Science

3:02am

Fri December 19, 2014
Science

7 Miles Beneath The Sea's Surface: Who Goes There?

Originally published on Fri December 19, 2014 8:11 am

The research vessel Falkor in August 2013.
Courtesy of Mark Schrope

A ship full of marine scientists is floating over the deepest part of the world: the Pacific Ocean's Mariana Trench. They're sending down probes to study life in one of the most hostile environments on the planet.

This week the researchers are targeting the two deepest spots in the trench — the Sirena Deep and the Challenger Deep — which each extend down about 7 miles beneath the ocean's surface.

Read more

3:45am

Tue December 2, 2014
Space

NASA Prepares To Test New Spacecraft (That You've Likely Never Heard Of)

Originally published on Wed December 3, 2014 1:43 pm

The Orion capsule is poised to make its first test flight Thursday. If all goes as planned, the unmanned vehicle will orbit Earth twice before splashing into the Pacific Ocean.
Kim Shiflett NASA

NASA is about to launch a new spaceship into orbit, and Mallory Loe has never heard of it.

"I mean, technically, NASA doesn't have another spaceship, do they?" she asks incredulously during a visit to the Smithsonian National Air and Space Museum in Washington, D.C.

She's hardly the only one who doesn't know about this new spacecraft. In fact, none of a half-dozen tourists NPR interviewed in the museum's lobby was aware of the Orion spaceship.

Read more

1:37pm

Wed November 12, 2014
Oil and Gas

Study Finds Shared Chemicals Between Toothpaste, Ice Cream – And Fracking Fluid

A drill rig in Northern Colorado.
KUNC File Photo

Fracking fluid -- is it a dangerous substance, full of secret chemicals and cancer-causing toxins? Or is it safe enough to drink?

A new study from researchers at Colorado State University and the University of Colorado Boulder takes a stab at answering that question. Their take: much of what's found in fracking fluid isn’t all that different from common chemicals found in your house -- and some of it's even in your ice cream.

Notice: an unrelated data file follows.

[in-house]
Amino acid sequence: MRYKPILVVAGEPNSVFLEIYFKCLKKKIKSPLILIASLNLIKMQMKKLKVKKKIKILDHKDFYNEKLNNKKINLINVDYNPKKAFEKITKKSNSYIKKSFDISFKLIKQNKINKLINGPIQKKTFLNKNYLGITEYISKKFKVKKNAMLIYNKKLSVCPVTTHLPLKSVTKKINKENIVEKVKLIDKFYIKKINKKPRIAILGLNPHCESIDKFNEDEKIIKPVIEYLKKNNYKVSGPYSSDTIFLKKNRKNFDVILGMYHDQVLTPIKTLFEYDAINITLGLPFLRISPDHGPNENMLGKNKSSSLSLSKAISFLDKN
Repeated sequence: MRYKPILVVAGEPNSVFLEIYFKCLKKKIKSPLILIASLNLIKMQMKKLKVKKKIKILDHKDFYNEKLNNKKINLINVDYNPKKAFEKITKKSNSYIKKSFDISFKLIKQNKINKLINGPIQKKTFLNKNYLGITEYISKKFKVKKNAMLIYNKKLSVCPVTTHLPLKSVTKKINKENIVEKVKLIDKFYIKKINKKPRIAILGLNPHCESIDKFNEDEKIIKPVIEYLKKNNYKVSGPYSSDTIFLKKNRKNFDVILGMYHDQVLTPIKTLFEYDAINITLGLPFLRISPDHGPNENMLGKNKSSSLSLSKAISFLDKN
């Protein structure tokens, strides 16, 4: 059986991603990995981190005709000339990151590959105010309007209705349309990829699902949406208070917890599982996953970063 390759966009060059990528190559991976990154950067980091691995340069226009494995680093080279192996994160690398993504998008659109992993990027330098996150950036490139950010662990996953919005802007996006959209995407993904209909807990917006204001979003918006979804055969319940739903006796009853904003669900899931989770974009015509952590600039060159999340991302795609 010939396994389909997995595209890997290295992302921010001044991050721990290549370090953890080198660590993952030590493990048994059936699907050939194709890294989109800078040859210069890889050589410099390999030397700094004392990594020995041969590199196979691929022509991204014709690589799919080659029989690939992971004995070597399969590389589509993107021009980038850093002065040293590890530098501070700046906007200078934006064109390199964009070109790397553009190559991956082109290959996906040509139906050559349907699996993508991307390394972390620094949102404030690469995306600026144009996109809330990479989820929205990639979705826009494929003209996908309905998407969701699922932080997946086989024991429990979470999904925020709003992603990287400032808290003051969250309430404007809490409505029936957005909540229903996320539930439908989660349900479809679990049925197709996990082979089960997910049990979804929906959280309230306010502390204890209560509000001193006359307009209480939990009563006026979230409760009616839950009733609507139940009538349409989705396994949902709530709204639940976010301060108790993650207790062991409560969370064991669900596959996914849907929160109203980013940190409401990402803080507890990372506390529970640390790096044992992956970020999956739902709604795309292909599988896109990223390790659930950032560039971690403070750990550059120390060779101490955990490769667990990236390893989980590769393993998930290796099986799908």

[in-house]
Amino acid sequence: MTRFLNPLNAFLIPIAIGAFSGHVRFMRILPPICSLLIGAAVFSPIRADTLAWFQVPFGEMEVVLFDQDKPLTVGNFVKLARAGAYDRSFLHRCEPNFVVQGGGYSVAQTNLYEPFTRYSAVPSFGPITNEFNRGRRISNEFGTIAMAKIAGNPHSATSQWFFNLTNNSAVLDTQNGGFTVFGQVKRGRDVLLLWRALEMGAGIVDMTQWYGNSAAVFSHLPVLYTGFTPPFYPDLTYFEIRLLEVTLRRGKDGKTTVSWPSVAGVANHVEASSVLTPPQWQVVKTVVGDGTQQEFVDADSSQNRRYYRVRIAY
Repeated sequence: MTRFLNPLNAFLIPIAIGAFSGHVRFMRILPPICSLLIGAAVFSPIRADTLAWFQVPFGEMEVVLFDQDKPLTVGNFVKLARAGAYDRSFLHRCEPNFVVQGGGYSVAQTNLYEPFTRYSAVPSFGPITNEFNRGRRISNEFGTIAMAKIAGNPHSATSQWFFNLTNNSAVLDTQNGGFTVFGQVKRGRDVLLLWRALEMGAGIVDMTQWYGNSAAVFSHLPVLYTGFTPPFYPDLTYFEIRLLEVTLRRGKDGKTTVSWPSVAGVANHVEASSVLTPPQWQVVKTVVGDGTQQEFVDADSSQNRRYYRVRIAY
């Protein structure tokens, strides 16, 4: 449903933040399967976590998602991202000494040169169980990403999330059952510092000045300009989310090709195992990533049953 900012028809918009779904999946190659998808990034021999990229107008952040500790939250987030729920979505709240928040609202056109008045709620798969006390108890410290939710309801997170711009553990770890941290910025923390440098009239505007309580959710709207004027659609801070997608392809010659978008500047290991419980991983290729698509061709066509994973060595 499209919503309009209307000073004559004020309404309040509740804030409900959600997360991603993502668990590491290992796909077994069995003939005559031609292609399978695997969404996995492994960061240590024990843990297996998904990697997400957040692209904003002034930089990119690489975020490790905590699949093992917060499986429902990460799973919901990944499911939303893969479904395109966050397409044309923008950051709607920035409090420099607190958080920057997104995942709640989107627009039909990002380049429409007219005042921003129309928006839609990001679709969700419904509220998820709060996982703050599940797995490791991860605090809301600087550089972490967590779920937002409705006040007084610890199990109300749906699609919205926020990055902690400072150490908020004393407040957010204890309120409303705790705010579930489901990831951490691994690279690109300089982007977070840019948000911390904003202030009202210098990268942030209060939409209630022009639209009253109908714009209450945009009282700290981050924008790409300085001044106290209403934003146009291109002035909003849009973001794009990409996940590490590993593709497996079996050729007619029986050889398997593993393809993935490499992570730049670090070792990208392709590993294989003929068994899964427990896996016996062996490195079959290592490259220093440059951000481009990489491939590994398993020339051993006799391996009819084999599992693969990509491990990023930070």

Read more

9:11am

Mon November 3, 2014
Science

New Clock May End Time As We Know It

Originally published on Tue November 4, 2014 12:51 pm

Strontium atoms floating in the center of this photo are the heart of the world's most precise clock. The clock is so exact that it can detect tiny shifts in the flow of time itself.
Courtesy of the Ye group and Brad Baxley/JILA

"My own personal opinion is that time is a human construct," says Tom O'Brian. O'Brian has thought a lot about this over the years. He is America's official timekeeper at the National Institute of Standards and Technology in Boulder, Colorado.

To him, days, hours, minutes and seconds are a way for humanity to "put some order in this very fascinating and complex universe around us."

Read more

4:07pm

Sun October 26, 2014
Research News

From Brain To Computer: Helping 'Locked-In' Patient Get His Thoughts Out

Originally published on Mon October 27, 2014 8:08 am

Patients with certain kinds of brain damage can wind up with locked-in syndrome: they may be able to think just fine, but are unable to communicate their thoughts to others. A recently published case study shows that a non-invasive brain-computer interface can help.
iStockphoto

In 2009, a man named Barry Beck suffered a series of strokes, which caused extensive damage to his right occipital lobe and to the brain stem. The geologist and author of several books was left completely unable to communicate, in a state known as locked-in syndrome.

The condition was famously described by Jean-Dominique Bauby in his memoir The Diving Bell And The Butterfly, which he dictated by blinking.

But thanks to a team of researchers and some technological advances, Beck had another option.

Read more

Pages